Tag Archives: twitter

The Mali model.

CNN, retreating from the imperiled-World-Cup hysteria I blogged about a few days ago, asks a more reasonable question in the wake of last week’s Cabinda attack: Was Angola ready to host the African Cup of Nations? The short answer: sort of. The long answer: I guess.

The tournament, says the report, traditionally acts as a catalyst for a developing nation’s growth.

“The African Cup of Nations does do a lot for its host country,” said journalist Ian Hawkey, an African football expert and author of “Feet of the Chameleon: The Story of African Football.”

“In the last 15 years both Mali and Burkina Faso have hosted it, and now Angola. You would have said at one point, no way can these places organise a tournament. But they got stadiums out of it and Mali’s football has grown since 2002, Burkina Faso’s too.”

This affords one of those rare instances when you can say, “Look at Mali!” and mean it as a good thing.

In Angola, development ahead of the Cup of Nations had spurred an already frantic construction boom. According to CNN, “more than $1billion of the country’s vast oil wealth, according to the government, had been invested in stadiums, roads, hotels and hospitals.”

The construction boom in Luanda

A view of the port

As The Observer reported last month, Angola was looking at the tournament as “a vote of confidence in its stability and economic capabilities.”

It’s safe to say last week’s attack on the Togo bus won’t scare off the IMF or chase out any of the multi-nationals investing billions off Angola’s shores. (Except, maybe, the Chinese.) But what about the country’s image?

Angola has enjoyed a remarkable bit of rebranding since the end of the civil war. Gone was the image of Angola as a proxy battlefield for global superpowers during the Cold War. Instead of UNITA rebels using CIA-funded mortars to shell MPLA and Cuban troops in Soviet tanks (!), we have American oil execs, Russian telecom giants, Chinese manufacturers, and just about everyone else – even the French! – scrambling for a piece of the pie.

Angola then...

...and now. (Courtesy of Vanessa Vick, NYT.)

What a difference a few years can make.

With millions of barrels of oil pumping out of the country and billions of dollars pumping into it, Angola has begun to throw its weight around as a regional heavyweight.

“Angola sees itself as a regional superpower,” Alex Vines, of London-based Chatham House, told the AFP. “The expanding number of embassies opening in Luanda attest to its growing influence.”

Still, there are few illusions about just what sort of country Angola is becoming. Thanks to the growing strength of its ties with China – always a friend of human rights – Luanda hasn’t had to jump through the usual moral hoops to secure strings-attached financing from the international community.

Fear of China’s entry into Africa played directly into Angola’s hands after years of half-hearted reception from reform-pushing international lenders, said Nomfundo Ngwenya of the South African Institute of International Affairs.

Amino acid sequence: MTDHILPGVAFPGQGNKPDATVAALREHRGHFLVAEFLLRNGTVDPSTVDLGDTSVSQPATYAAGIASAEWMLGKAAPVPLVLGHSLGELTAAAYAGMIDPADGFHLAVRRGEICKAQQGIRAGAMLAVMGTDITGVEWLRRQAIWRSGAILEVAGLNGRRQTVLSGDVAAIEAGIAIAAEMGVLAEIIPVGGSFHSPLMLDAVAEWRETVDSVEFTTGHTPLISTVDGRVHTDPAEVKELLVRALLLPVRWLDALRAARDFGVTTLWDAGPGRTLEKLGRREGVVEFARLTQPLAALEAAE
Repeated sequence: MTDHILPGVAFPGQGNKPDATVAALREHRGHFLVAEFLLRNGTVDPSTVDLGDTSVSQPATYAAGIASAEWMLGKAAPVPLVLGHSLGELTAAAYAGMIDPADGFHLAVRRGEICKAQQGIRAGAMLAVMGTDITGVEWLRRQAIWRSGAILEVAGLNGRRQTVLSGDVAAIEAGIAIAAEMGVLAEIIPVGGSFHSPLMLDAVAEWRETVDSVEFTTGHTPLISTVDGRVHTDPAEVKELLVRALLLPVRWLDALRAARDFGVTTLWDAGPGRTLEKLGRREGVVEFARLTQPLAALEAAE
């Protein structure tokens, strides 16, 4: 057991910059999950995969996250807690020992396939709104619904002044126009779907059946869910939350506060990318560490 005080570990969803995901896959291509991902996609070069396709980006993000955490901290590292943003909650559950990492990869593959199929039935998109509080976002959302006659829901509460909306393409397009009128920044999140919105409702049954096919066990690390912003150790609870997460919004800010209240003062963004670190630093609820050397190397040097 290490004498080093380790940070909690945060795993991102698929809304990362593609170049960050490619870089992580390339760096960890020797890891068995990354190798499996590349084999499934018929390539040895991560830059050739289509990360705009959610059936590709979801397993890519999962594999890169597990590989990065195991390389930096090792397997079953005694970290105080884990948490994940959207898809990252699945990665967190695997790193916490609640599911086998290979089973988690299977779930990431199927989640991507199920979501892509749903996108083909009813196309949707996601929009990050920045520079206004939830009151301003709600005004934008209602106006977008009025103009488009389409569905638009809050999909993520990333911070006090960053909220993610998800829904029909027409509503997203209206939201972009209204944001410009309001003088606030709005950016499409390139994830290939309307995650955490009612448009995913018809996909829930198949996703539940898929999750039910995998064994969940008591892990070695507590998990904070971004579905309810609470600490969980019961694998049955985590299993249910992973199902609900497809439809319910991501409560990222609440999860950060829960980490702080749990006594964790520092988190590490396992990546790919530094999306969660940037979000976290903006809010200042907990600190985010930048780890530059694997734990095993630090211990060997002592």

“China’s stepping into the scene was undoubtedly a game-changer. Angola suddenly found a seemingly infinite source of finance, without the stringency of externally-imposed political, social and economic reform,” she told AFP.

An offshore gas flare, courtesy of Vanessa Vick at The New York Times

So long as the oil is pumping and Chinese demand is skyrocketing, there’s a willing client happy to sign those checks, no questions asked. As a result, dos Santos and his cabal aren’t fretting over the concerns of the global community on corruption and human rights. Muito obrigado, Beijing!

Workers on an offshore oil rig, courtesy of Vanessa Vick at The New York Times

So despite the added prestige of hosting the Cup of Nations, the view from Luanda was already looking just fine, thank you very much. Even if last week’s attack put a dint in Angola’s coming-out party – “an opportunity to showcase Angola to the rest of the world,” according to Antonio Mangueira, executive director of the tournament’s local organizing committee – the country has already secured itself a place at the grown-ups’ table.

Brave new world.

I’ve been stooped over my laptop like a Talmudic scholar these past few days, trying to beef up the blog you see before you. This is no coincidence. Hoping to give my biggest New Year’s resolution a head start leading into 2010, I’m slaving away in an effort to do something I’ve shied away from for the past few years: join the Digital Age.

Admittedly, me trying to establish a web presence is like a Luddite trying to work a zipper. But I’m deferring to the judgment of those who know better: my friend Graham Holliday, for example, a Kigali-based writer who, having more or less conquered the world of old media, has been ahead of the curve in getting a new media foothold in Africa, of all places. (Though if you’re going to do it anywhere in Africa, you might as well do it in Rwanda.) Having already taught me how to repackage and resell a single story in multiple countries, Graham is sort of becoming my go-to guy on all things writing-related. Lucky Graham.